Becoming Lana Del Rey

Becoming Lana Del Rey

Elizabeth Woolridge Grant released her fifth studio album earlier this year. Who is Elizabeth Grant? I would ask that same question if I was reading this post a few months ago. Now I understand who Elizabeth Grant is, and her importance in the music industry today. Yes, Elizabeth Woolridge Grant is known professionally as Lana Del Rey, and is an American singer, songwriter, and model.

Lana Del Rey is a well-known artist within today’s crowded music industry. I say that because her rise in fame came about similarly to many others today; by way of social media. One article by Paul Harris published by The Guardian just a week before Del Rey’s Born To Die album’s release noted the differences between Del Rey’s perceived persona in 2008, when she performed under the stage name Lizzy Grant, and in 2012, as Lana Del Rey. Harris wrote: “The internet has allowed figures like [Del Rey] to come rapidly to the fore of the cultural landscape, whether or not their emergence is planned by a record executive or happens spontaneously from someone’s bedroom. It has speeded up the fame cycle. It is worth noting that the huge backlash to Del Rey is happening before her first album has even been released. This reveals a cultural obsession with the “authenticity” that fans, artists and corporations all prize above all else.”

In order to better understand Harris’ quote, it would be good to take a look back at how Del Rey got started. Then it will be apparent how Elizabeth Grant became Lana Del Rey, and why.

Elizabeth Woolridge Grant was born in New York City on June 21, 1985 and grew up in Lake Placid, New York. She was raised a Roman Catholic and attended a Catholic elementary school. She began singing in her church choir when she was a child, where she was the cantor. At fifteen years old Lana Del Rey faced her first major obstacle when she was sent to Kent School by her parents to resolve a budding drinking problem.

Del Rey decided not to attend college at this time, and instead spent a year living on Long Island with her aunt and uncle while working as a waitress. During this time, Del Rey’s uncle taught her how to play guitar, and she “realized [that she] could probably write a million songs with those six chords.” Shortly after, she began writing songs and performing in nightclubs around the city under various names such as “Sparkle Jump Rope Queen” and “Lizzy Grant and the Phenomena.” “I was always singing, but didn’t plan on pursuing it seriously”, Del Rey said. “When I got to New York City when I was eighteen, I started playing in clubs in Brooklyn—I have good friends and devoted fans on the underground scene, but we were playing for each other at that point—and that was it.”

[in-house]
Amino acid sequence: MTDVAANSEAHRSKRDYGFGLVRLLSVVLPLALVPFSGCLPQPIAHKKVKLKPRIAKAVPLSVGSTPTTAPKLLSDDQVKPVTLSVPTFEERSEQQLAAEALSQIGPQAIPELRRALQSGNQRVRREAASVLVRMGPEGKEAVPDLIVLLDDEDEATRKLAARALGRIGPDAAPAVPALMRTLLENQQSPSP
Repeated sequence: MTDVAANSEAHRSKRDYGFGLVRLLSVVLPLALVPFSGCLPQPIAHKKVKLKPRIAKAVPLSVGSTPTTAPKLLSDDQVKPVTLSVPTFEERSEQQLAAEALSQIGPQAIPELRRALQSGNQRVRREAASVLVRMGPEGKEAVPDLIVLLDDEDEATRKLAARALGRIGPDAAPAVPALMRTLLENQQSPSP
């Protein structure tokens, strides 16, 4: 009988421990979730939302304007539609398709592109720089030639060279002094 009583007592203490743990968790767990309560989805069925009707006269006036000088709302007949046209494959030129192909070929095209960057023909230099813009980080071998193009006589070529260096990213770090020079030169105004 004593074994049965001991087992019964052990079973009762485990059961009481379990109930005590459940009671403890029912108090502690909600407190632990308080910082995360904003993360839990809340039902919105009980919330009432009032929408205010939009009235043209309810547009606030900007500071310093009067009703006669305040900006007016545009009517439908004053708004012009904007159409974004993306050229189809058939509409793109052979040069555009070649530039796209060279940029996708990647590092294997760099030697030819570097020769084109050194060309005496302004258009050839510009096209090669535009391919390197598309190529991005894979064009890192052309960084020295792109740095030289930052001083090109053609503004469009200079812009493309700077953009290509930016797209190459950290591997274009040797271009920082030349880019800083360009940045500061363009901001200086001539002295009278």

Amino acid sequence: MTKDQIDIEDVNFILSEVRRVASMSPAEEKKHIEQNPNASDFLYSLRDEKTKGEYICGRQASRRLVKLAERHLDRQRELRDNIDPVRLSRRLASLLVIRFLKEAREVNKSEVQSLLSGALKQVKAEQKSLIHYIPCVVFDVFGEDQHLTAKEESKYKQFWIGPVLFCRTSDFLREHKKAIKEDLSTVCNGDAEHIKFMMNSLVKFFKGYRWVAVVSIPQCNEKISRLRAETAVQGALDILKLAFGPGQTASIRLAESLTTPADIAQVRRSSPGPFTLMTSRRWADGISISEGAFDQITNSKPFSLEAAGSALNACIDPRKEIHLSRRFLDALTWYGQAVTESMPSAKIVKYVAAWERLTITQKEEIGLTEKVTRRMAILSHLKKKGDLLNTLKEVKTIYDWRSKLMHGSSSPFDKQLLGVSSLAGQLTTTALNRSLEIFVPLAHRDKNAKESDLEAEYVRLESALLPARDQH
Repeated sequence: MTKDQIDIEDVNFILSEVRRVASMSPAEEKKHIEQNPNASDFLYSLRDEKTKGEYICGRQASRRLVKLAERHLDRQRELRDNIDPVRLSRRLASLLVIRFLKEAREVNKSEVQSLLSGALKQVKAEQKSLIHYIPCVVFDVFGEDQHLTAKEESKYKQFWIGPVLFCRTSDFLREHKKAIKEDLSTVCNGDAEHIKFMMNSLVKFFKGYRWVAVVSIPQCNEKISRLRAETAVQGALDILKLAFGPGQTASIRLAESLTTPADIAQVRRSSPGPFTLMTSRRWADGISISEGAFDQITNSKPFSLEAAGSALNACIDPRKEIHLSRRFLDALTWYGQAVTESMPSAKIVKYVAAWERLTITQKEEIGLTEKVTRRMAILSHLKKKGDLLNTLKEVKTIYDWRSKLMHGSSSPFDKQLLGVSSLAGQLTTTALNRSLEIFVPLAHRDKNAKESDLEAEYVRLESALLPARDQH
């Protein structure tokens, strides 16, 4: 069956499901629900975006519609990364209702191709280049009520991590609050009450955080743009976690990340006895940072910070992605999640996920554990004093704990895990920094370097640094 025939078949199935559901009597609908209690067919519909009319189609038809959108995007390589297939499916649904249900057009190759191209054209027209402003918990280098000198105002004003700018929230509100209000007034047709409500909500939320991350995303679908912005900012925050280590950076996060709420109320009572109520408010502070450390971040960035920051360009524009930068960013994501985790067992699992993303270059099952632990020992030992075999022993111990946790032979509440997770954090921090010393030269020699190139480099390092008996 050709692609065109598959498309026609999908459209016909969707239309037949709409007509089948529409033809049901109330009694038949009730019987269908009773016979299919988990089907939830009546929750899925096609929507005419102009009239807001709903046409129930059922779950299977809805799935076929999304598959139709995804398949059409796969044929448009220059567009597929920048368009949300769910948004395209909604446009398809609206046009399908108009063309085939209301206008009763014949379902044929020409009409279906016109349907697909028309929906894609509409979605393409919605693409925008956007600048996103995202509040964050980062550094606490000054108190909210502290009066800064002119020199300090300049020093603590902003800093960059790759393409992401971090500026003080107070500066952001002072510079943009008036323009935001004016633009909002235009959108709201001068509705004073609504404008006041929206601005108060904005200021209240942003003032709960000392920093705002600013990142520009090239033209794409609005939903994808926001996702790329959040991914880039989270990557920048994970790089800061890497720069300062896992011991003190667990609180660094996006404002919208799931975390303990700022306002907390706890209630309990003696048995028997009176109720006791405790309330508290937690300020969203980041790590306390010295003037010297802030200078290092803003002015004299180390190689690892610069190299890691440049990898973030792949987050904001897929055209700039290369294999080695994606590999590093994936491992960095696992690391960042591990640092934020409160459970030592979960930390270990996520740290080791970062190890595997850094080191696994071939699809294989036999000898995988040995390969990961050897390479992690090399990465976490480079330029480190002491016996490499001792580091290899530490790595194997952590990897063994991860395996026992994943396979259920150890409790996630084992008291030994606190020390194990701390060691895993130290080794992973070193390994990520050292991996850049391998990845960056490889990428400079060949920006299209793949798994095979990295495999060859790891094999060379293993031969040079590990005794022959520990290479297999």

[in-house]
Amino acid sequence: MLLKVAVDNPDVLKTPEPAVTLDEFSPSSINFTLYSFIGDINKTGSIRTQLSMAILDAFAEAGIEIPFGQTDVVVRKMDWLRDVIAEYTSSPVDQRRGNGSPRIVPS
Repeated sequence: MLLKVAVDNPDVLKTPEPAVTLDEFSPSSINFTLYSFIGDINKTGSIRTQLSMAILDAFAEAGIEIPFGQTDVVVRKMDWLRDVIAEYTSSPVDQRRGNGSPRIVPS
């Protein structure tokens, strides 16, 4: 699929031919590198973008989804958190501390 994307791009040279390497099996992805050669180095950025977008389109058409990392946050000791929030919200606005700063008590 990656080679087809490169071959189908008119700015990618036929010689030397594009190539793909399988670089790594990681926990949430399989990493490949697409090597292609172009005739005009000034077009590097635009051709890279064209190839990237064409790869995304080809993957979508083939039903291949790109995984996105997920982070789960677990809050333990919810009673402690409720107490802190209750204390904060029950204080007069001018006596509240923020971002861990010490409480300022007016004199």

The following year, she enrolled at Fordham University where she majored in philosophy, with an emphasis on metaphysics. Del Rey has said she chose to study the subject because it “bridged the gap between God and science… I was interested in God and how technology could bring us closer to finding out where we came from and why.”

In college, Del Rey did volunteer work at homeless youth and drug and alcohol outreach programs, as well as helping paint and rebuild houses on an Indian reservation in Utah. She would cite this trip as integral in her decision to become a songwriter: “I remember exactly when I decided that I wanted to be a singer. I was in college, [and] we went to the Indian reservation. That day I realized that I had only two options: either making music or volunteering for a good cause. I chose the first option.”